4. DanDark

    I will keep my dog locked up now
    you just never know these days
    Kenny is a bull ant, low to the ground, and will chase you to sting you
    hard to kill, almost need a hammer, brick, a foot wont do 😉
    DISCLAIMER; just my opinion…….

  5. winstonclose

    Chris Kenny unhinged mind has no capacity to receive criticism but he’s quite happy to dish it out.
    Typical Conservative commentator.

  6. Kaye Lee

    Personally I find THIS offensive

  7. Kaye Lee

    I also find THIS offensive

  8. Kaye Lee

    “The Left’ is often characterised by those who appoint themselves as its opponents as lacking a sense of humour, too ‘politically correct’ and too self-righteous to lighten up and take a joke. No doubt Kenny, Bolt and Blair would argue that the difference in this case is that tax-payers fund the ABC, and should not have to hand over their hard-earned cash for this type of trash.

    And I tend to agree. Let’s see the ABC give back every cent of what it cost them to use Photoshop for thirty seconds. Maybe I’ll spend the spare change on a bus to go see the Great Barrier Reef before it, like the Chaser’s dog, is completely in the ass.”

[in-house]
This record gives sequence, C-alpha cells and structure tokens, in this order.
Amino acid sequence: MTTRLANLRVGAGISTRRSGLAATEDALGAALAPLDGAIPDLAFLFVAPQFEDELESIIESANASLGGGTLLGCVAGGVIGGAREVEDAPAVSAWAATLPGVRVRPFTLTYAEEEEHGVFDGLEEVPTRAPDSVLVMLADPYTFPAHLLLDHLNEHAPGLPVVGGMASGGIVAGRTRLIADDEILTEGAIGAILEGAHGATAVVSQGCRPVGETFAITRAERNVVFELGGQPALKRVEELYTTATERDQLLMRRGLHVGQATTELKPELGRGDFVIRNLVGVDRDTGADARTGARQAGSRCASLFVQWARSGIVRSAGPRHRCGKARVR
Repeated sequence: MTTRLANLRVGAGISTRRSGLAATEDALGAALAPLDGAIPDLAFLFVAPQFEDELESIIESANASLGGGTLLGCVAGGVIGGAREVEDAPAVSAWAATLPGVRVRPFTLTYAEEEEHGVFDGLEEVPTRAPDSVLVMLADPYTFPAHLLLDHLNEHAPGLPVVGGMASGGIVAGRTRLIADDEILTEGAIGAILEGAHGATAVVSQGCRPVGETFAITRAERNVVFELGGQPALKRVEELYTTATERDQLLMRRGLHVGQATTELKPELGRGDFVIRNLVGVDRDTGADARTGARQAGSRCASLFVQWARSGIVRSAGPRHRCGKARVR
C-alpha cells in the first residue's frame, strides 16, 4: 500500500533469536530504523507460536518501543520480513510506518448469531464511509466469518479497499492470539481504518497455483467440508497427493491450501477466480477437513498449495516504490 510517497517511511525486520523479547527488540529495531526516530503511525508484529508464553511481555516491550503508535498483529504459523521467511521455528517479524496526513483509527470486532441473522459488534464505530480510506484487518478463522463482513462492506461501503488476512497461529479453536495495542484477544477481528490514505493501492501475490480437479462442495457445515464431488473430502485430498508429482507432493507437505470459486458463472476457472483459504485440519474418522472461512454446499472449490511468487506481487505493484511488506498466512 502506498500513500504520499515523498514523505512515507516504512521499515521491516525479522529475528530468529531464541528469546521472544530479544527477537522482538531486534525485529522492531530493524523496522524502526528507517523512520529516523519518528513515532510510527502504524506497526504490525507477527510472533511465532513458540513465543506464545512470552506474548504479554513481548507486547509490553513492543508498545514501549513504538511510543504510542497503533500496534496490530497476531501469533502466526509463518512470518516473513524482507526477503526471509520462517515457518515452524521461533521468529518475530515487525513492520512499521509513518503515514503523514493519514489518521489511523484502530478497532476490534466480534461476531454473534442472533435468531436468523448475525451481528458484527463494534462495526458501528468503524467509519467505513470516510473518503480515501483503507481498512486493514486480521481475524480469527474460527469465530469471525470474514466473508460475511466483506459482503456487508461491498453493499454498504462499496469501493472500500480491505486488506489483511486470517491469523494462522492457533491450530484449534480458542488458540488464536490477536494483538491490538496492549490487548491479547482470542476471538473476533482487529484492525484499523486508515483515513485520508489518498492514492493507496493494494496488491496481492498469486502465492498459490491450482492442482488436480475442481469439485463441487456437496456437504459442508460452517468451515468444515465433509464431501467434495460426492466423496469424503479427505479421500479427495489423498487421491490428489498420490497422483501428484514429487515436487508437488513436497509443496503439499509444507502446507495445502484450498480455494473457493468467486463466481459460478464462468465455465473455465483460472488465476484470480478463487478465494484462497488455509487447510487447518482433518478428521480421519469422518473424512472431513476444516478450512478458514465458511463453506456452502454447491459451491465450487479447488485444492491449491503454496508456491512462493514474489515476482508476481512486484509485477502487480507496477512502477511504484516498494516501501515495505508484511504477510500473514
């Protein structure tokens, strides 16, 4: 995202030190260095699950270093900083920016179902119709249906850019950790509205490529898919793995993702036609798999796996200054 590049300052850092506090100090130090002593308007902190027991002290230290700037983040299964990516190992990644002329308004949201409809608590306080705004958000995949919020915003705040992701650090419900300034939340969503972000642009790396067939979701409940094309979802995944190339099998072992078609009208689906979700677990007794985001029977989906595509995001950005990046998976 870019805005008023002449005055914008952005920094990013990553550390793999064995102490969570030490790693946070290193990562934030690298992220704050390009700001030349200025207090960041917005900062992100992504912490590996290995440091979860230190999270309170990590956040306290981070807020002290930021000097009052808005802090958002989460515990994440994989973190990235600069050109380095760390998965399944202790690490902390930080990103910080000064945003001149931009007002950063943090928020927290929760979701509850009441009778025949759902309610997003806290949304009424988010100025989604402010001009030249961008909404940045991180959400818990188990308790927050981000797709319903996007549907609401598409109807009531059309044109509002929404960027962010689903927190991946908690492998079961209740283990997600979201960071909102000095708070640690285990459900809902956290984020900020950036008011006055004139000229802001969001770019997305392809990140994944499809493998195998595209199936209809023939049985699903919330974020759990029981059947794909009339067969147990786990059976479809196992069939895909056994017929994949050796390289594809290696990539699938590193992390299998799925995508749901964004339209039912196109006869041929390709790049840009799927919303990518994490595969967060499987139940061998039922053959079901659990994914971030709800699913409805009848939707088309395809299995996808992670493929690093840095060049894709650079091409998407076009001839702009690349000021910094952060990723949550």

Liam Kenny (Chris Kenny’s son)


  9. Gail

    Reminded of this disgusting abuse to ex Pm Julia Gillard, very upsetting to remember it. Don’t remember anyone being sued over it!

  10. John921Fraser


    I can only offer my own "Opinion" in relation to Mark Keeny.

    He writes crap.

  11. John921Fraser


    "Kenny" …. I wish I could get his name right.

    I have the same trouble with his stable mate "Nuts".

  12. Carolyn Janson

    Well he just got some criticism from me on Twitter. I’m an age pensioner so he might have trouble getting anything out of me. My point though is that we MUST NOT let people like this lackwit scare us. Take it to them. If we step back they press forward. Stand up and answer in like mode, and all of us, do it. Challenge the pig. Thousands of people saying, I dare you, will make him pull his head in. It’s time to stop being afraid of laws and start taking our rights and our peace of mind back. And we do that by standing our ground – ALL of us. And of course, there’s always Tim Wilson to defend us! LOL

  13. Matters Not

    So Kenny got $35 000 because they used his image engaging in sexual activity with a dog. Fair enough, but how much did the dog get? After all the dog was the wronged party.